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On the doorstep of the InterContinental Hotel London Park Lane is one of London’s most exclusive areas, Knightsbridge. An area of imposing townhouses and instagramable mews at every turn.

Where Michelin-starred restaurants, and acclaimed museums jostle for attention. And where the world’s most exclusive boutiques stand next to one another.

Naturally, it is here, that you will find perhaps the most famous department store in the world, Harrods. A store so ‘Knightsbridge’, that not only does it have its own dress code but is possibly the only department store to boast its own motto; Omnia Omnibus Unique (Latin for, All Things For All People).

But then Charles Digby Harrod was not a man short of ambition. Having bought the original Harrods from his father, he set about building it into a department store where the rich and famous could buy anything, anything at all. Over the years they have sold everything from Warhols and Picassos to yachts, flying lessons and even an alligator to Noel Coward. As well as tins of baked beans.

Knightsbridge has not always been like this though. Back in the 17th Century, this area was no more than a wasteland between the two villages of Chelsey and Kenesignetun - or, as they are known today, Chelsea and Kensington. It’s most distinguishing feature, other than a reputation for lawlessness, was the bridge that went over the Westbourne River and connected Chelsey with London - which explains half of its name.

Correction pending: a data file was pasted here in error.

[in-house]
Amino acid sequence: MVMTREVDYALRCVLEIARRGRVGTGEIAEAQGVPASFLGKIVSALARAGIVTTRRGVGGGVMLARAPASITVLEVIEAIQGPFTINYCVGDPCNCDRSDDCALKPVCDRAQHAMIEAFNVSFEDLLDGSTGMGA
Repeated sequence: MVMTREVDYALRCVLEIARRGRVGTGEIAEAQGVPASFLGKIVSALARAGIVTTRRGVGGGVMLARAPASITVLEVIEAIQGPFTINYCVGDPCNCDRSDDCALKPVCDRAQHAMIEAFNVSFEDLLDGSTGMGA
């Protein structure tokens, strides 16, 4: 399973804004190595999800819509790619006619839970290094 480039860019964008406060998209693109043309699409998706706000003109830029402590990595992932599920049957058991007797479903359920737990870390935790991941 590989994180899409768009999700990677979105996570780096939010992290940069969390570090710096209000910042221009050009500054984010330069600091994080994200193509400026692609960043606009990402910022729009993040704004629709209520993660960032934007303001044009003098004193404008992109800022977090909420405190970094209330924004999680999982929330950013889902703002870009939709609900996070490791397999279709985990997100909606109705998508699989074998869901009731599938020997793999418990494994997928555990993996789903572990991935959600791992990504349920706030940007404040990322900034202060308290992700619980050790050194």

This was also the bridge that knights would use when going to London to fight in the Holy Wars, as tradition had it that they first had to receive a blessing from the Bishop of London at Fulham.

According to the legend, on one particular day, two knights using the bridge got into an argument that quickly descended into a fight. During which both knights fell into the river, when due to the weight of their armour, drowned. It was in memory of these two hot-headed knights that the area became known as Knightsbridge.

Or did it?

As with so much of London’s history, there is an alternative version. It goes: the bridge was known locally as ‘Stonebridge’ until a knight called Sir Knyvett was attacked while walking across it late at night. Sir Knyvett fought off his attackers, and as a consequence, the bridge gained a new name.

While yet others will tell you, the name derives from the fact the area was a meeting place for local youths – where ‘knight’ was a slang term for ‘lad’.

Whatever the truth is, what remains indisputable is that Knightsbridge can’t help but reward and delight anyone visiting the area.